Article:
For the record, Matheson always objected to his status as a 'horror' writer and preferred the term 'terror'—although I'm not sure this is a distinction understood by most of his audience. "To me, horror connotes blood and guts," Matheson has explained, "while terror is a much more subtle art, a matter of stirring up primal fears." Some of Matheson's best work relies on this "subtle art"—for example the now classic movie Duel (originally a made-for- television film directed by 24-year-old Steven Spielberg in his first full-length outing), which extracts maximum suspense and, yes, terror, out of a simple cat-and-mouse game played on the roadways. This encounter between a Peterbilt 281 tanker truck with a psychotic apparently behind the wheel and a red Plymouth driven by a salesman played by Dennis Weaver required no expensive special effects or elaborately choreographed fight scenes. Yet the tension of watching this movie is almost unbearable—largely because, as Matheson (as well as Spielberg) understood, the implication of what 'might' happen is always more spine-tingling than what 'does' happen. In Duel, the possibility of that 'might happen' hovers over almost every scene in the movie.
We can see in such moments that Matheson's truest counterpart is Alfred Hitchcock, the pre- eminent master of suspense by implication. With Hitchcock, this skill may have been instilled by the imposed requirements of cinema censorship during his career, which made blood and gore off limits and forced filmmakers into subtler evocations of violence. Hitchcock fought constantly against the restrictions of the Motion Picture Production Code, and at the end of his life when the rating system was introduced, he took advantage of the new freedoms with his R-rated Frenzy. Yet by that time Hitchcock had learned every trick of creating suspense with the smallest of means. I recall reading that there were only 12 acts of violence in Hitchcock's North by Northwest, but 19 in Disney's The Little Mermaid. As Duel makes clear, Matheson could make do with even fewer. The scariest author of his generation, Matheson could also be one of the most controlled and restrained.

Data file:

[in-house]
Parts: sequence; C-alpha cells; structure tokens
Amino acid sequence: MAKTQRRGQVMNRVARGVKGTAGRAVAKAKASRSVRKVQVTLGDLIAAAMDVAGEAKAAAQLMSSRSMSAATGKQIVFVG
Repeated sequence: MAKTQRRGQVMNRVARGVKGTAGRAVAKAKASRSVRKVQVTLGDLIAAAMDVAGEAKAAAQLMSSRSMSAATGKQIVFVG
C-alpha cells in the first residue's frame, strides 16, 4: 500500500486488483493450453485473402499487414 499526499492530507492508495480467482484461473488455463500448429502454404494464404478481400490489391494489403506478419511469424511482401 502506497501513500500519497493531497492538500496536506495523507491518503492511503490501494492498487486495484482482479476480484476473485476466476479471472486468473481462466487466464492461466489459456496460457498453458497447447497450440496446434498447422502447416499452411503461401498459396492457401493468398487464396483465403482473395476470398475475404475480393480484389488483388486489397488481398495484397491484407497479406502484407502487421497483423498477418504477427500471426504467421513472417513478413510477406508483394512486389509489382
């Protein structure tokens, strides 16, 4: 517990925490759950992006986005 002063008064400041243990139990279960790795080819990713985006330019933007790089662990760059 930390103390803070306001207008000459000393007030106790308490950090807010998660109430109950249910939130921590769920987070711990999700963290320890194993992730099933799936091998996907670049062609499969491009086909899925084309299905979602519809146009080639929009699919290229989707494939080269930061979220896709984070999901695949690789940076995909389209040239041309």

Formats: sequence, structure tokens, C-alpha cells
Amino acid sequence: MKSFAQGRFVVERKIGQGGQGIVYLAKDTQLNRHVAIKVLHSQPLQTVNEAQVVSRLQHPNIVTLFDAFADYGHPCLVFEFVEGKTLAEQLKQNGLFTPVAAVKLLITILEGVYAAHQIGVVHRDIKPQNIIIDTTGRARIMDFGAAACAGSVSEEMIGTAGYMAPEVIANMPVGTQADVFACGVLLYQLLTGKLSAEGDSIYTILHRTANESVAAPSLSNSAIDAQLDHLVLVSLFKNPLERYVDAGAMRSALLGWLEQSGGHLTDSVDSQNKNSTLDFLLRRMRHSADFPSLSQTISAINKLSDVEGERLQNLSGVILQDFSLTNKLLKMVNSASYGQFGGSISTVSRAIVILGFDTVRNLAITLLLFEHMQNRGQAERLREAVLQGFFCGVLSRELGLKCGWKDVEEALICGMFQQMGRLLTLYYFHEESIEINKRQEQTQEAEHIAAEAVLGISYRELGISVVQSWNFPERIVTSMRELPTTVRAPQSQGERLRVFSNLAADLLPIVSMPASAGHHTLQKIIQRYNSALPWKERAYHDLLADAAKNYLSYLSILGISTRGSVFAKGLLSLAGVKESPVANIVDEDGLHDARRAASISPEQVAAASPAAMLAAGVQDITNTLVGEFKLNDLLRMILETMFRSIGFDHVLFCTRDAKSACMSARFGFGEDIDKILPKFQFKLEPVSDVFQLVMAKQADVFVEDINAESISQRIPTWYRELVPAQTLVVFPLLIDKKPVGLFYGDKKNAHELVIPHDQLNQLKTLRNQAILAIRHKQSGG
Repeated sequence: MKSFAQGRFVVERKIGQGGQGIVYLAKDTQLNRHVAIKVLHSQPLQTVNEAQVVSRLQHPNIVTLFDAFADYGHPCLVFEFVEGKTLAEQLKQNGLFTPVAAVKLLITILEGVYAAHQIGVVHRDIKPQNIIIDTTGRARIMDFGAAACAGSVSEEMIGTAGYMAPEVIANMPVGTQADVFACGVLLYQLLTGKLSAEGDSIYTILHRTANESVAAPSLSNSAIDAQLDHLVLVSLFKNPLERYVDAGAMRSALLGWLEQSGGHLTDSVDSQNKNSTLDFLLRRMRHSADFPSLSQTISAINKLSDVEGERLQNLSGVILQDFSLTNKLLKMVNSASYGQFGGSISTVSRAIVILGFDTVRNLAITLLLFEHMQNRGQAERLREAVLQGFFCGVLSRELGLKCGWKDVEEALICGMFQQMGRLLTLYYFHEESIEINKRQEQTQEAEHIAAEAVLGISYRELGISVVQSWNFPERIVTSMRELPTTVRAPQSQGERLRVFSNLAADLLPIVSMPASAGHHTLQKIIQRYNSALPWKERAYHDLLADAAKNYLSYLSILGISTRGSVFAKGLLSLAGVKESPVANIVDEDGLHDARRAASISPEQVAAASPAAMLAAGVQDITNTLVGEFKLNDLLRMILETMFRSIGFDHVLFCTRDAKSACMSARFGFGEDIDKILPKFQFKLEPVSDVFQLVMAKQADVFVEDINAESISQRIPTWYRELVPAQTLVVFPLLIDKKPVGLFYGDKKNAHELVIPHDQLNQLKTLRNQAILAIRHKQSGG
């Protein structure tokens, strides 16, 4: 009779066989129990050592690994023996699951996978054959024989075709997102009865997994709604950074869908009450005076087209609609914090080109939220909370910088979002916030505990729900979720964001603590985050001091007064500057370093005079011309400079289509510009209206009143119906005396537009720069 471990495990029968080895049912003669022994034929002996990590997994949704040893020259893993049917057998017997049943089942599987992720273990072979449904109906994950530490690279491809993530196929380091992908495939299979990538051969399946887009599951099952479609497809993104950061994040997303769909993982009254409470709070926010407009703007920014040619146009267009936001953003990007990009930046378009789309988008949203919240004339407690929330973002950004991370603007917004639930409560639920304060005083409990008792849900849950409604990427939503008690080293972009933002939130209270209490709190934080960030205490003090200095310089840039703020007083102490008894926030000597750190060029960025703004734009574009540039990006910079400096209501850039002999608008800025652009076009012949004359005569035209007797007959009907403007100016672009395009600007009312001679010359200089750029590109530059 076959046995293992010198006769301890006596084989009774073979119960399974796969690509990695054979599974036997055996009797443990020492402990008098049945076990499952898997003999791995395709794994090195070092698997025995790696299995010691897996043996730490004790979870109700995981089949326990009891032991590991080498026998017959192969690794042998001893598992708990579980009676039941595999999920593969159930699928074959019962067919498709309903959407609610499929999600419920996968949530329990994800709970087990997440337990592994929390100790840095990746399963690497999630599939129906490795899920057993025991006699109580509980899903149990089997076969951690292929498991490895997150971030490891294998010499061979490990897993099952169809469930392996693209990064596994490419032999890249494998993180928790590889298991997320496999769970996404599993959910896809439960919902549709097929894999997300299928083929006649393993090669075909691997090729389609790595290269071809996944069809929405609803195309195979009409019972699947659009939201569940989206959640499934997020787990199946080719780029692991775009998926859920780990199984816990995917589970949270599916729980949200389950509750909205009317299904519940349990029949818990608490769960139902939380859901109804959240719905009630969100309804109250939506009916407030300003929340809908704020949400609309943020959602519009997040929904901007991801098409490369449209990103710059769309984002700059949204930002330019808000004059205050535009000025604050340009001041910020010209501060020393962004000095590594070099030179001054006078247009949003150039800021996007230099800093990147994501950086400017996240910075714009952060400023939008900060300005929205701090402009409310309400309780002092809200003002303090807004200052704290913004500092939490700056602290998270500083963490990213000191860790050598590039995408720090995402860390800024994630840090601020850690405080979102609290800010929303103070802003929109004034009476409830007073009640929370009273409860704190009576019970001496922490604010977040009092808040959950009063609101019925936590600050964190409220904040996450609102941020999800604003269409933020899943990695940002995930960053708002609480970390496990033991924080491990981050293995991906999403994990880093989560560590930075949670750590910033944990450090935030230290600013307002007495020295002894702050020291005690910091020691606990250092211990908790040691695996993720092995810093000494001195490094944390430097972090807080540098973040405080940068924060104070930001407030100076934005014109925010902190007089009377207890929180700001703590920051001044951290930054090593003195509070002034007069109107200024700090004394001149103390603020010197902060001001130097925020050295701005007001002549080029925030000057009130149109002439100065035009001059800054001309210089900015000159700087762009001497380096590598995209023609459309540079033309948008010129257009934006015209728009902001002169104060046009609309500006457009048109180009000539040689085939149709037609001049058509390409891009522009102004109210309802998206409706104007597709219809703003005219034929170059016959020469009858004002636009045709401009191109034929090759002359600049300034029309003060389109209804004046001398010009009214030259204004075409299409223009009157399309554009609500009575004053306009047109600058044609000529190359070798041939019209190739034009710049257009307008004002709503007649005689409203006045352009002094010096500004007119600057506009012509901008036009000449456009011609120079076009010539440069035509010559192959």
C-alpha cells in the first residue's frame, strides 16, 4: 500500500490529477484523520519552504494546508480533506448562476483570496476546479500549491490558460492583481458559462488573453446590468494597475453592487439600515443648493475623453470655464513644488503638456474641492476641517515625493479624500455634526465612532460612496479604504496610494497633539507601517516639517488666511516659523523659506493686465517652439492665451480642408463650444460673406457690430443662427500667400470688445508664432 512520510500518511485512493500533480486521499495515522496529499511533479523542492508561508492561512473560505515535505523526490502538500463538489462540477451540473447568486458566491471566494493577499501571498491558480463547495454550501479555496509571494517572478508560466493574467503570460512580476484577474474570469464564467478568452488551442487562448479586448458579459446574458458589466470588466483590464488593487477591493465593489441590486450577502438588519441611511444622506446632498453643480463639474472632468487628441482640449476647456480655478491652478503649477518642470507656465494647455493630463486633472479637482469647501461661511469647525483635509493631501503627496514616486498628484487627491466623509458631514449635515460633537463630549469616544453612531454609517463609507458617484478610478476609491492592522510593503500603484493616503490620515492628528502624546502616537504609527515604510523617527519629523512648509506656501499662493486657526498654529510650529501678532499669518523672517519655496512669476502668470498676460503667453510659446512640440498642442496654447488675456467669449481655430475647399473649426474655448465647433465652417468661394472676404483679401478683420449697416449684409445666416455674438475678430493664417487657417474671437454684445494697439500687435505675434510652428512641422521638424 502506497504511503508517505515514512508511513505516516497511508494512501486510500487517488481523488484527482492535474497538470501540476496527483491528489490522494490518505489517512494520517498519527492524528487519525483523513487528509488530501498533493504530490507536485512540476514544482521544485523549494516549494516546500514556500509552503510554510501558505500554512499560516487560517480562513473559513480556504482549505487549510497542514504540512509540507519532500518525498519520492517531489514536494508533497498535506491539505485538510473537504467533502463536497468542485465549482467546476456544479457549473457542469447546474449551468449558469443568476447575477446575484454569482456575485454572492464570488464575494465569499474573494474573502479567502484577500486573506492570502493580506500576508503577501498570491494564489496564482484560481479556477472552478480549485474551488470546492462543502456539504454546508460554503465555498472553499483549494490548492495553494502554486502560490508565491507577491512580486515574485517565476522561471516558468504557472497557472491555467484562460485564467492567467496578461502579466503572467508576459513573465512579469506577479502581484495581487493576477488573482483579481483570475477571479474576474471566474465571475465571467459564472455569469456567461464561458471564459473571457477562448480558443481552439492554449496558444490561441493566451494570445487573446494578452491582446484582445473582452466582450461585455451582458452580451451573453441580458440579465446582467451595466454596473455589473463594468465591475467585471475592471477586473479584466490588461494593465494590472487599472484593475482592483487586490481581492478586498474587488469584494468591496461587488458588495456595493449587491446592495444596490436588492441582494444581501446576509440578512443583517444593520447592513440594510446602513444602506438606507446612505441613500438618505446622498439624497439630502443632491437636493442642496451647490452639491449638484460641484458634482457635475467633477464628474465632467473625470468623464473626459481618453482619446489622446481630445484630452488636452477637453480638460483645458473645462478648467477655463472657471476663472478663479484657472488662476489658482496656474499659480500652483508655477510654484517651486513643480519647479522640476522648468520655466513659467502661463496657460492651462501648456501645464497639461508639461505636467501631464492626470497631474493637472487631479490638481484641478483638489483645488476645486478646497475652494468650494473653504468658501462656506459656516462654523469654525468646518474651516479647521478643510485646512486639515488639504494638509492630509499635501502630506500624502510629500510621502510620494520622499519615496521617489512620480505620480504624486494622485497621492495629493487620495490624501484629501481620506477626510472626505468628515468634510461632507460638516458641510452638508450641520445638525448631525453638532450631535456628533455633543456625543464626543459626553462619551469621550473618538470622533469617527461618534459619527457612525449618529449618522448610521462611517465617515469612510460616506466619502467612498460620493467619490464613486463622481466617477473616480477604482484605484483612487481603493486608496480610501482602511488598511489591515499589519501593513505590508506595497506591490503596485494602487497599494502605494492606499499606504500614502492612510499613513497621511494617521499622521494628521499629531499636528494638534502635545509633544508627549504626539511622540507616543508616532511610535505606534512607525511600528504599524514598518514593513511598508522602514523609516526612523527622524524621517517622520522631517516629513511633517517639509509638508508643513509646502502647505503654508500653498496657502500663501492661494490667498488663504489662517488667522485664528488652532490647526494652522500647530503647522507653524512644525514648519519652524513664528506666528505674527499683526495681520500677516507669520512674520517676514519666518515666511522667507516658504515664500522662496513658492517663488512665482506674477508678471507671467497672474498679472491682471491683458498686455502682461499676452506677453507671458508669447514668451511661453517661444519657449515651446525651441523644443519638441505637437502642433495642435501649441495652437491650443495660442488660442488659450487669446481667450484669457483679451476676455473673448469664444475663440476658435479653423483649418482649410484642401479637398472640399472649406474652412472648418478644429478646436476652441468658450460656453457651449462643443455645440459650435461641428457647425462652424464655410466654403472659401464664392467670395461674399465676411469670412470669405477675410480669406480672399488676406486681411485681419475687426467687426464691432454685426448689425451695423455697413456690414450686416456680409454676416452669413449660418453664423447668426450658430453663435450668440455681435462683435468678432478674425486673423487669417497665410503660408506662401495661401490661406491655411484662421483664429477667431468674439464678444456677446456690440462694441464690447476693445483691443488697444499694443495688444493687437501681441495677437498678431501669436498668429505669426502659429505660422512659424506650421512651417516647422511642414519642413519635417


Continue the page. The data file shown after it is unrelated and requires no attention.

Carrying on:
He also knew when to put aside the terror and build stories from kinder, gentler emotions. His time travel novel Bid Time Return (also known as Somewhere in Time) is really a romance novel, anticipating in many ways Audrey Niffenegger’s The Time Traveler’s Wife. His life-after-death novel What Dreams May Come is one of the great romantic ghost stories, but with the love angle more than countering the darker themes of the book. And in a strange move,from an author who built his career on strange moves, Matheson even included a complete bibliography of non- fiction works at the back of this novel, shared along with repeated reassurances to his readers that they too could be reunited with their loved ones after they've shaken off their mortal coil.
I sense that Matheson viewed this particular book with special fondness, seeing it as a psychological counterweight to his many other tales of matters macabre. True, several of his other books convey the message that we survive our bodily deaths, although seldom with the upbeat angle applied in What Dreams May Come. But with Matheson now having left us himself, we hardly need to apply metaphysical measures to gauge his after-death survival. His books assure him of that. He will continue to delight, fascinate and—most of all—terrify for many decades to come. As with the zombies and vampires he wrote about, the end may be, in fact, just the start.
Ted Gioia writes on music, literature and popular culture. He is currently working on his ninth book, Love Songs: A Secret History, which will be published by Oxford University Press.
This article was published on June 26, 2013
The Scariest of Them All: A Tribute to Richard Matheson